Everything you need to know about Mars Stealer
Alternate Title: Mars Stealer Malware – the latest cyber threat you need to know about
If you keep crypto in a digital wallet — watch out. An old crypto hack is making the rounds again under a new name and with a few new tricks. If you’ve been investing in crypto for a while, you may be familiar with the Oski Trojan from 2019. This trojan attacked browser-based wallets, stealing crypto when successful and causing a cryptocurrency crash for many.
The new and improved, upgraded version, known as Mars Stealer, aims to do the same thing and is even more adept at doing so than its predecessor. Currently, it is known to successfully navigate past the security features in more than 40 different browser-based plug-ins and wallets, even when two-factor authentication (2FA) is used. 2FA is usually an exceptionally strong deterrent to hackers, so this makes Mars Stealer a particularly dangerous cyberthreat.
What is Mars Stealer?
Browser-based wallets are, unfortunately, not known for exceptional security features. Cybercriminals and hackers try many tactics to infiltrate digital wallets and steal your crypto, with varying degrees of success. Quite often, so long as you follow additional cybersecurity protocols, you can keep most cyberattacks at bay and keep your crypto safe. But not so with Mars Stealer, a highly efficient piece of malware that anyone can purchase on the Dark Web for less than $200.
Once purchased by a hacker, it is simply a matter of placing it somewhere where a cryptocurrency holder is likely to download it accidentally. Or the hacker can send it via email, using phishing attacks to trick the recipient into clicking on a link that will secretly download it. Even visiting a web page containing Mars Stealer code can be dangerous, as the malware is designed to attack actual browser extensions.
How does Mars Stealer work?
Mars Stealer will primarily infect users’ browsers and systems via free file-hosting websites, downloads from torrent clients and peer-to-peer sharing networks, and other third-party sites containing downloads. Like most malware and trojans, Mars Stealer is typically disguised as another piece of software that users are likely to download.
When Mars Stealer is downloaded, it quickly runs a script to determine the language setting on your device. The malware will actually avoid infecting any users determined to be from the Commonwealth of Independent States — Kazakhstan, Russia, Uzbekistan, Belarus, and Azerbaijan — and subsequently, uninstall itself.
Otherwise, Mars Stealer can cause a host of problems for an infected individual. The malware, using special techniques, will collect memory data from crypto browser wallet extensions, browser extensions, plug-ins, and even 2FA extensions, allowing it to bypass the security functions and infiltrate crypto wallets. Information stolen could include wallet addresses, private security keys, and more. Once it obtains this information, it uninstalls itself, leaving no traces. However, the hacker now has everything they need to empty your crypto wallet without you even noticing until you check it.
The problems resulting from a Mars Stealer infection include financial loss, a loss of privacy, and possibly identity theft.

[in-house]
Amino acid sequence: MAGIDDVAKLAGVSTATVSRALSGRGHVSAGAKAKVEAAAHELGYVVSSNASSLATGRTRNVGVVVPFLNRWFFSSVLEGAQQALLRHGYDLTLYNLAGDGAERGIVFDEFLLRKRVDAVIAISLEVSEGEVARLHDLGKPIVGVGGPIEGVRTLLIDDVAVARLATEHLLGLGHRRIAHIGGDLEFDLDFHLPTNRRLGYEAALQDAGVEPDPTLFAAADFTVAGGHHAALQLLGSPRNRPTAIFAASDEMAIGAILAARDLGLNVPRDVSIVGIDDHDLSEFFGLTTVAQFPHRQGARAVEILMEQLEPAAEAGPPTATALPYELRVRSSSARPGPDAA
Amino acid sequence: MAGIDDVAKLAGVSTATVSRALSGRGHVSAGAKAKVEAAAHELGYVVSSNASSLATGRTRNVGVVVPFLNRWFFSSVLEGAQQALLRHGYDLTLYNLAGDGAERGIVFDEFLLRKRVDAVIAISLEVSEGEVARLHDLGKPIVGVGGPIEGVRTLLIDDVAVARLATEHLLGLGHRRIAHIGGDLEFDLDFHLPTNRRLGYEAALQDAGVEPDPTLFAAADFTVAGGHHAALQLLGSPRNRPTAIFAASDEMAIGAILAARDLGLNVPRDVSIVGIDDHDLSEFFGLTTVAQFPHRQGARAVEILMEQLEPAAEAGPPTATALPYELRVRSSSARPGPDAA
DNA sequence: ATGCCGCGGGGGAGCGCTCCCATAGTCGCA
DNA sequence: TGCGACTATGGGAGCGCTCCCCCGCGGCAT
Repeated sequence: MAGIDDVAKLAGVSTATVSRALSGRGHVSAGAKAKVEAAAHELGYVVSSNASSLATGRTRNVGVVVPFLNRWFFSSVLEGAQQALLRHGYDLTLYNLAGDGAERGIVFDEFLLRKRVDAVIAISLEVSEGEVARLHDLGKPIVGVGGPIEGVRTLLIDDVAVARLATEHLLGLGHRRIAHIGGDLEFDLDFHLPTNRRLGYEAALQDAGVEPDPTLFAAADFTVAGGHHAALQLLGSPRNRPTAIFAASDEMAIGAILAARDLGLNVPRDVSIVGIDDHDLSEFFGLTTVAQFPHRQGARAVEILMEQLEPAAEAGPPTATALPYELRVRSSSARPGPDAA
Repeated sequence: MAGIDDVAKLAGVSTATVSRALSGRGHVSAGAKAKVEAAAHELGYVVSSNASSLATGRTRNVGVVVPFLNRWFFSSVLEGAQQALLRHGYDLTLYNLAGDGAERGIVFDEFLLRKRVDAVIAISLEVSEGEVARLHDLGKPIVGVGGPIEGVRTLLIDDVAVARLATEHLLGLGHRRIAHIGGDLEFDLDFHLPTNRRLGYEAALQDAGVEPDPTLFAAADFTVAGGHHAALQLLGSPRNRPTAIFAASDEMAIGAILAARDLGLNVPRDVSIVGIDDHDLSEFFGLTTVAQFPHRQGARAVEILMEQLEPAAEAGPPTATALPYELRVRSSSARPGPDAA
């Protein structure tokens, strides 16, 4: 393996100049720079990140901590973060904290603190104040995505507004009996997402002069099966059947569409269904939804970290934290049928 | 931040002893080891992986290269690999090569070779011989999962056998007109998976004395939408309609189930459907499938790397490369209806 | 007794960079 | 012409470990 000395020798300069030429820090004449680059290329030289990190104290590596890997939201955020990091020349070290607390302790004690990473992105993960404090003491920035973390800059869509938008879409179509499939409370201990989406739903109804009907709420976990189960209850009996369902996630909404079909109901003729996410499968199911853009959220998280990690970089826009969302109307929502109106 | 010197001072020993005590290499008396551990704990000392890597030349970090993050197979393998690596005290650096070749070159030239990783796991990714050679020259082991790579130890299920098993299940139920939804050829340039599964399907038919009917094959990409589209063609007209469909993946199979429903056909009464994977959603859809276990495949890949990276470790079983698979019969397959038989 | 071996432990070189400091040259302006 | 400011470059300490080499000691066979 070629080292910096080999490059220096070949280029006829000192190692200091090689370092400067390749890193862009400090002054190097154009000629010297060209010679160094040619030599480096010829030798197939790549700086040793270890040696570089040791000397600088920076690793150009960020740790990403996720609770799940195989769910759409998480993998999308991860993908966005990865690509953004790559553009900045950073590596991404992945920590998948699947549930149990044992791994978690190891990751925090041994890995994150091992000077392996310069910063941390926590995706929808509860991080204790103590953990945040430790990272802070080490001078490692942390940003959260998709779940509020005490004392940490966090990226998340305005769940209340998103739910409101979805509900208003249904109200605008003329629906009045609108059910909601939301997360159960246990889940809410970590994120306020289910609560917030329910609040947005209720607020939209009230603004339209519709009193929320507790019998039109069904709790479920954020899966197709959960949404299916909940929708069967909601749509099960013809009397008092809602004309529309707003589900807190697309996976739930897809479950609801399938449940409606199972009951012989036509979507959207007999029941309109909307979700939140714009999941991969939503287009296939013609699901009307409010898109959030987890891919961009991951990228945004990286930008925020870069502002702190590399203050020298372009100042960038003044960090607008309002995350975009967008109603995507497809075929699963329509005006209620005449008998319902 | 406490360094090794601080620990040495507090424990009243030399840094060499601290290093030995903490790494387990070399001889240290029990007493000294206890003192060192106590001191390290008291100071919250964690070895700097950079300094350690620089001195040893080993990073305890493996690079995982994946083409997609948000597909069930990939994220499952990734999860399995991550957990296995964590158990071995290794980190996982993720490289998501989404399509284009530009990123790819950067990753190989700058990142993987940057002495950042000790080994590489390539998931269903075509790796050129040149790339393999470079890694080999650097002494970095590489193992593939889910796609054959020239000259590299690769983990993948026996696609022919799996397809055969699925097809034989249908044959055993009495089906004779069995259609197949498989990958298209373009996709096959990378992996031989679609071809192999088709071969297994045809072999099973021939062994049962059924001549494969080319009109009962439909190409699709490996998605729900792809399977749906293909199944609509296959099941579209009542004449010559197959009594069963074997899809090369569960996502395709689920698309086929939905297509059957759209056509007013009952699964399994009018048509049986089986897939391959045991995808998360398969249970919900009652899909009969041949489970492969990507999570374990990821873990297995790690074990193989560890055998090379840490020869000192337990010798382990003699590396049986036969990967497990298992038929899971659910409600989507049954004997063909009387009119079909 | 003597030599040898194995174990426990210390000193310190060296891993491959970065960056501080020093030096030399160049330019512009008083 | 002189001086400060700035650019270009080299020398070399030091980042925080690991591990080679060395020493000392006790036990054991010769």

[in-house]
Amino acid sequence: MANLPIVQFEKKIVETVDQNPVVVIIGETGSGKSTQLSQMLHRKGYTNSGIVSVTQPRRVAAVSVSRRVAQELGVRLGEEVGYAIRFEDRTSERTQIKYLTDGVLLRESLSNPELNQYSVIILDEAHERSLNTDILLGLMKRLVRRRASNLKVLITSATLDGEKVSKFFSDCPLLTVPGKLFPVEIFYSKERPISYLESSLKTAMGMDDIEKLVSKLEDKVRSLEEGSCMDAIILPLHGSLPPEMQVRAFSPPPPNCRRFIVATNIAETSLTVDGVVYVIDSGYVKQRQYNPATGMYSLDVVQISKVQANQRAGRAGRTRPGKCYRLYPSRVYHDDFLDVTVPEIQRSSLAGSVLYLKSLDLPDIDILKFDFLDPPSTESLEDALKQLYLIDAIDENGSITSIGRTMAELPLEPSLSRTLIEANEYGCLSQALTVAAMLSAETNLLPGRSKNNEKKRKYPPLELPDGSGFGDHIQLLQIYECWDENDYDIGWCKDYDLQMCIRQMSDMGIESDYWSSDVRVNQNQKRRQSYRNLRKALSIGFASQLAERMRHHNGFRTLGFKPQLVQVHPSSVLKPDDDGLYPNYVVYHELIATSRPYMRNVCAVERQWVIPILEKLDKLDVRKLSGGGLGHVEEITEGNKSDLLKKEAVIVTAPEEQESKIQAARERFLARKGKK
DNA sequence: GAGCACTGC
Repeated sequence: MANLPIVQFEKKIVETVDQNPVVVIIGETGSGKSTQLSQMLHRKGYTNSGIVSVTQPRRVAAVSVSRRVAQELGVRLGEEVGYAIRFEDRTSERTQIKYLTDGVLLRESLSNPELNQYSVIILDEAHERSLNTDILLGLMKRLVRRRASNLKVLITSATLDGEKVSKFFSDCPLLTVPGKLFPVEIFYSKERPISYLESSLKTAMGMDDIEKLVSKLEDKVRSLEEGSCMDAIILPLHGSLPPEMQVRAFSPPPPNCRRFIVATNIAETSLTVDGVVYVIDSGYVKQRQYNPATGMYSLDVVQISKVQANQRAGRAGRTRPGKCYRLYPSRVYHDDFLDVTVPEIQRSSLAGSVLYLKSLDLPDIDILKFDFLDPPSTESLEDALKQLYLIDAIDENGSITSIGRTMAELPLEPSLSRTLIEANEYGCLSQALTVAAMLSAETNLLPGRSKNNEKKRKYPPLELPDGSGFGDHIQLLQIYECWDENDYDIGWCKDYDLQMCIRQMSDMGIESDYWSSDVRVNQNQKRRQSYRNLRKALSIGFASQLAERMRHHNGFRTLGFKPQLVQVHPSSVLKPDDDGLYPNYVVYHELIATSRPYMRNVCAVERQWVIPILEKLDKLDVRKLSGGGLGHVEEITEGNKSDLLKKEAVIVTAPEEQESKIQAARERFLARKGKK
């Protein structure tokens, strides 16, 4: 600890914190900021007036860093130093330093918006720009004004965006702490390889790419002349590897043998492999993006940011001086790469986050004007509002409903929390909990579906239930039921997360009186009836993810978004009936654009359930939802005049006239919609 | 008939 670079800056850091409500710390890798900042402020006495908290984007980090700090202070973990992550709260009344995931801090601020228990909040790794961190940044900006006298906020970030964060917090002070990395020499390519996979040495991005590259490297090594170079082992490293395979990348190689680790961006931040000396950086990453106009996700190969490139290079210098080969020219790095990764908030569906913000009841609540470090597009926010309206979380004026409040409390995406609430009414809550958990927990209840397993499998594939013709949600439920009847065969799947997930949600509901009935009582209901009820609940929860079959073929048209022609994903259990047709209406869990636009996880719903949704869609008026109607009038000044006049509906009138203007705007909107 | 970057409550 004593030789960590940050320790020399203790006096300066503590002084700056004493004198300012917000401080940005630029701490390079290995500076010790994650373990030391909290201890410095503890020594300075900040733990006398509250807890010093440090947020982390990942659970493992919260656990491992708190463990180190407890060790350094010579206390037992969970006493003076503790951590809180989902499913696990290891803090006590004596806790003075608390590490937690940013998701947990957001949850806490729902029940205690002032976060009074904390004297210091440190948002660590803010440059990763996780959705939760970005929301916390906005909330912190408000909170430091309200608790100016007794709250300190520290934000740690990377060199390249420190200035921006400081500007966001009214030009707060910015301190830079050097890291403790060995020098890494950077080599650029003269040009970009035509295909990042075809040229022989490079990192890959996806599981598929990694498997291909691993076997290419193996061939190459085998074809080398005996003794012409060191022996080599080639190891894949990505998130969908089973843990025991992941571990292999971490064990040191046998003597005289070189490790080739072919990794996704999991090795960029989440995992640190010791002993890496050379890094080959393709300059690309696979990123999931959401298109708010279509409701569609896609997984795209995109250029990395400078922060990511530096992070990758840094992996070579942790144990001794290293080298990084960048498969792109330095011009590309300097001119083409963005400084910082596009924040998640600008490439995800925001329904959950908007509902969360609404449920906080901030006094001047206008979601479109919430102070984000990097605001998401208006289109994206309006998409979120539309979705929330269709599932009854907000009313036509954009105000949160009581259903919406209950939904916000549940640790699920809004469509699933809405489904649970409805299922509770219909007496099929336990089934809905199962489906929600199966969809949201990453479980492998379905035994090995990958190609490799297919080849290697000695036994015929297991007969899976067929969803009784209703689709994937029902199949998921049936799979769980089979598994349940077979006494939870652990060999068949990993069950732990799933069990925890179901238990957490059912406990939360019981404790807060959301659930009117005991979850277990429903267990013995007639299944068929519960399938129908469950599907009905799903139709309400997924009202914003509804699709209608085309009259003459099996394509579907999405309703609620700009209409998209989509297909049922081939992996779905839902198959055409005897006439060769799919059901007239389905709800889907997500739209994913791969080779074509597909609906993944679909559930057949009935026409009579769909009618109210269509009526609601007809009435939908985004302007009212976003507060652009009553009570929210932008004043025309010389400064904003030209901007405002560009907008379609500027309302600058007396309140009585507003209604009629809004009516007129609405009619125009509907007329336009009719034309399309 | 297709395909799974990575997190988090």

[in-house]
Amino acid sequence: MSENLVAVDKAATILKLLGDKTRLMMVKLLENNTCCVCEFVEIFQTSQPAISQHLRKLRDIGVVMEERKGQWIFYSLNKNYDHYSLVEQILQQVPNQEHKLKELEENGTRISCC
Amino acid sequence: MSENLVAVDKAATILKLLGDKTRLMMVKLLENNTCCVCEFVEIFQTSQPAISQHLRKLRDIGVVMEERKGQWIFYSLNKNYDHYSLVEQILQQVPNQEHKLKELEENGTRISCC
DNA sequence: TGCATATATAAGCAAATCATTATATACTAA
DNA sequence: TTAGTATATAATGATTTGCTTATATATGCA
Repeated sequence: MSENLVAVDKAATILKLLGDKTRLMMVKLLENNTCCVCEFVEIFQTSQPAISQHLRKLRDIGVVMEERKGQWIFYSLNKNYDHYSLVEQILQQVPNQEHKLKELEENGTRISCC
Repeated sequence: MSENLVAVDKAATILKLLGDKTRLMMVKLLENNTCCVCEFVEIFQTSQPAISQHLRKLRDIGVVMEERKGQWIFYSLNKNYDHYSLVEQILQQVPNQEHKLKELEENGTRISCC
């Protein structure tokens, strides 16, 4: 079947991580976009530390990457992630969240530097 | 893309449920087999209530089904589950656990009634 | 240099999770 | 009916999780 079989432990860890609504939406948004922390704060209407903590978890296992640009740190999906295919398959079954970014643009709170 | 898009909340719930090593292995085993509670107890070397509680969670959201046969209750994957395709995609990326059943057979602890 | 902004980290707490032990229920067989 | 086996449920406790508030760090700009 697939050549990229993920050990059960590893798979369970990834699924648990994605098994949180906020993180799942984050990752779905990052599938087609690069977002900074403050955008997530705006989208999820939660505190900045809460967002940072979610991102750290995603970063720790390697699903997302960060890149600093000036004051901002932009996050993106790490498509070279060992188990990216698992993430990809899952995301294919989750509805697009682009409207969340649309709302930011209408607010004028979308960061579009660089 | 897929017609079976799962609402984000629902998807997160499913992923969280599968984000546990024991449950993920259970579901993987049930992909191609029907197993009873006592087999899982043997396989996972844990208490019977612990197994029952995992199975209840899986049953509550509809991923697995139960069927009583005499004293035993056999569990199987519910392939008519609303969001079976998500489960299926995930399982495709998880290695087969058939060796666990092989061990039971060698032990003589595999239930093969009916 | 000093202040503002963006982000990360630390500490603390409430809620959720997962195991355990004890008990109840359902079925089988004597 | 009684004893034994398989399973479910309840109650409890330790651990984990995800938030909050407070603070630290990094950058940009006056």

What plug-ins and extensions does Mars Stealer target?
The list of targeted extensions, plug-ins, and browser wallets is quite long and possibly still growing. If your browser contains any of these extensions, wallets, and plug-ins, you’ll need to take measures to protect yourself from a cryptocurrency crash.
Internet Explorer, Microsoft Edge, Kometa, Amigo, Torch, Orbitium, Comodo Dragon, Nichrome, Maxxthon5, Maxxthon6, Sputnik Browser, Epic Privacy Browser, Vivaldi, CocCoc, Uran Browser, QIP Surf, Cent Browser, Elements Browser, TorBro Browser, CryptoTab Browser, Brave, Opera Stable, Opera GX, Opera Neon, Firefox, SlimBrowser, PaleMoon, Waterfox, CyberFox, BlackHawk, IceCat, K-Meleon, Thunderbird
TronLink, MetaMask, Binance Chain Wallet, Yoroi, Nifty Wallet, Math Wallet, Coinbase Wallet, Guarda, EQUAL Wallet, Jaox Liberty, BitAppWllet, iWallet, Wombat, MEW CX, Guild Wallet, Saturn Wallet, Ronin Wallet, Neoline, Clover Wallet, Liquality Wallet, Terra Station, Keplr, Sollet, Auro Wallet, Polymesh Wallet, ICONex, Nabox Wallet, KHC, Temple, TezBox Cyano Wallet, Byone, OneKey, Leaf Wallet, DAppPlay, BitClip, Steem Keychain, Nash Extension
Bitcoin Core, Ethereum, Electrum, Electrum LTC, Exodus, Electron Cash, MultiDoge, JAXX, Atomic, Binance, Coinomi
Authenticator, Authy, EOS Authenticator, GAuth Authenticator, Trezor Password Manager
How to protect yourself from Mars Stealer
Despite the fact that Mars Stealer can bypass many security features, there are still things you can do to protect yourself and your crypto from this malware. For starters, try to be as vigilant as possible when clicking on links or downloading files. Consider all links or downloads in emails as a potential threat if you aren’t 100% sure of the source. Phishing emails, in particular, have gotten incredibly sophisticated, so check twice to ensure any email is from a trusted source. Check link extensions as well. For example, a .exe extension is not the standard extension for a movie or music file.
Try to avoid using torrent websites and file sharing sites as well, since these are a prime means of distributing the Mars Stealer trojan. If you must download files from third-party sites, try to do so on a separate device from the device where your crypto browser wallets are installed.
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